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A number of probes have visited Jupiter.
Pioneer Flyby Missions
Pioneer 10 flew past Jupiter in December of 1973,
followed by Pioneer 11 exactly one year later.
They provided important new data about Jupiter's
magnetosphere, and took some low-resolution photographs
of the planet.
Voyager Flyby Missions
1 took this photo of the planet Jupiter on January 24,
while still more than 25 million miles (40 million kilometres)
away. Click image for full caption.
Voyager 1 flew by in March 1979 followed by Voyager
2 in July of the same year. The Voyagers vastly improved
our understanding of the Galilean moons and discovered
Jupiter's rings. They also took the first close up images
of the planet's atmosphere.
Ulysses Flyby Mission
In February 1992, Ulysses solar probe performed
a flyby of Jupiter at a distance of 900,000 km
(6.3 Jovian radii).The flyby was needed to attain
a polar orbit around the Sun. The probe conducted
studies on Jupiter's magnetosphere. Since there
are no cameras onboard in the probe and no images
were taken. In February 2004, the probe came again
in the vicinity of Jupiter. This time distance
was much greater, about 240 million km.
Jupiter as seen by the space probe Cassini. This
is the most detailed global color portrait of
Jupiter ever assembled. There is only one spacecraft
to orbit Jupiter and it is the Galileo orbiter,
which went into orbit around Jupiter in December
7, 1995. It orbited the planet for over seven
years and conducted multiple flybys of all of
the Galilean moons and Amalthea .
also witnessed the impact of Comet Shoemaker-Levy
9 into Jupiter as it approached the planet in
1994, giving a unique vantage point for this spectacular
event. However, the information gained about the
Jovian system from the Galileo mission was limited
by the failed deployment of its high-gain radio
transmitting antenna. An atmospheric probe was
released from the spacecraft in July, 1995.
probe entered the planet's atmosphere in December
7, 1995. It parachuted through 150 km of the atmosphere,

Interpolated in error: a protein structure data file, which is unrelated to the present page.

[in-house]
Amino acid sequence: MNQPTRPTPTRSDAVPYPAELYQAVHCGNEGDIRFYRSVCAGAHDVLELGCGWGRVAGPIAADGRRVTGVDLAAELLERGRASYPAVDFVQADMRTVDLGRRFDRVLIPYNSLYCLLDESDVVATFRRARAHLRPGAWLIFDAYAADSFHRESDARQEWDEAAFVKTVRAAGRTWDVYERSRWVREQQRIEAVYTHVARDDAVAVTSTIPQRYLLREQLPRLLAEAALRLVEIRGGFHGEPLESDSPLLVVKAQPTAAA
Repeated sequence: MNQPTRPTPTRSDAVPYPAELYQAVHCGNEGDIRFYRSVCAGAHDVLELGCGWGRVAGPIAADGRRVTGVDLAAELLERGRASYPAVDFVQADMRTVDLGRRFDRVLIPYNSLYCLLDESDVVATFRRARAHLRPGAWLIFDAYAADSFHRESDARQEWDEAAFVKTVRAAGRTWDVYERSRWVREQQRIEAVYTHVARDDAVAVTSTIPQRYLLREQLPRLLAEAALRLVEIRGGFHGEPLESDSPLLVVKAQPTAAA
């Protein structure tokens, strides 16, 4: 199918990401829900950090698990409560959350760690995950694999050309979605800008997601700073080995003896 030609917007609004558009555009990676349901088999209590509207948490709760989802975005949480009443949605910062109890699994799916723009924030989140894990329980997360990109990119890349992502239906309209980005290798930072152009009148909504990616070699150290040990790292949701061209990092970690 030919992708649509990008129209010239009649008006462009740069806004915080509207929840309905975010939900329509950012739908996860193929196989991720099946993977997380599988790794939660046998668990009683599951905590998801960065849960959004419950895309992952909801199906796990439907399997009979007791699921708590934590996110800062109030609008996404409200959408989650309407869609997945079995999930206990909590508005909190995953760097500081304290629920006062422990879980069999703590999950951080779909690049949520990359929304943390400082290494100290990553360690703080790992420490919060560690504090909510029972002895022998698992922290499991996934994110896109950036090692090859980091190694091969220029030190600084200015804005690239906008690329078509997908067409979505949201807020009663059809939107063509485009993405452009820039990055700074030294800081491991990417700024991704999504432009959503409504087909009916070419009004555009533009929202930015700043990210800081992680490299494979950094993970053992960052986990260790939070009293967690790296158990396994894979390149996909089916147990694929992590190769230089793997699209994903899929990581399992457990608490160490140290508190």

collecting data for 58 minutes, before being crushed
by the extreme pressure to which it was subjected.
It would have melted and vaporized shortly thereafter.
The Galileo orbiter itself experienced a more
rapid version of the same fate when it was deliberately
steered into the planet on September 21, 2003 at a speed of over 50 km/s, in order to avoid
any possibility of it crashing into and possibly
contaminating Europa, one of the Jovian moons.
Cassini Flyby Mission
In 2000, the Cassini probe, en route to Saturn,
flew by Jupiter and provided some of the highest-resolution
images ever made of the planet.
Overview of Jupiter
Jupiter being the biggest planet is the fifth planet from the Sun and by far the largest within our solar system. Some have described the solar system as consisting of the Sun, Jupiter, and assorted debris, and others describe it as the solar system's vacuum cleaner, due to its immense gravity well. It, and the other gas giants Saturn, Uranus, and Neptune, are sometimes referred to as " Jovian planets."
Jupiter's 4 Galilean moons, in a composite image comparing their sizes and the size of Jupiter (Great Red Spot visible). From the top they are: Callisto , Ganymede, Europa and Io. Jupiter has at least 63 moons. The four large moons, known as the "Galilean moons", are Io, Europa, Ganymede and Callisto. Ganymade is the largest moon in the solar system.
Classification of Jupiter
There were initially four groups It used to be thought that Jupiter's moons were arranged neatly into four groups of four, but recent discoveries of many new small outer moons have complicated the division; there are now thought to be six main groups, although some are more distinct than others.
Europa , one of Jupiter's many moons.
The inner groups of four small moons all have diameters of less than 200 km, orbit at radii less than 200,000 km, and have orbital inclinations of less than half a degree.
The four Galilean moons were all found by Galileo Galilei , orbit between 400,000 and 2,000,000 km, and include some of the largest moons in the solar system.
Themisto is in a group of its own, and it orbits halfway between the Galilean moons and the next group.
The Himalia group is a tightly clustered group of moons with orbits around 11-12,000,000 km from Jupiter.
Carpo is another isolated case; at the inner edge of the Ananke group, it revolves in the direct sense.
The Ananke group is a collection with rather indistinct borders, averaging 21,276,000 km from Jupiter with an average inclination of 149 degrees.
The Carme group is a fairly distinct group that averages 23,404,000 km from Jupiter with an average inclination of 165 degrees.
The Pasiphae group is a dispersed and only vaguely distinct group that covers all the outermost moons.
It is thought that the groups of smaller moons
may each have a common origin, perhaps as a larger
moon or captured body that broke up into the existing
moons of each group.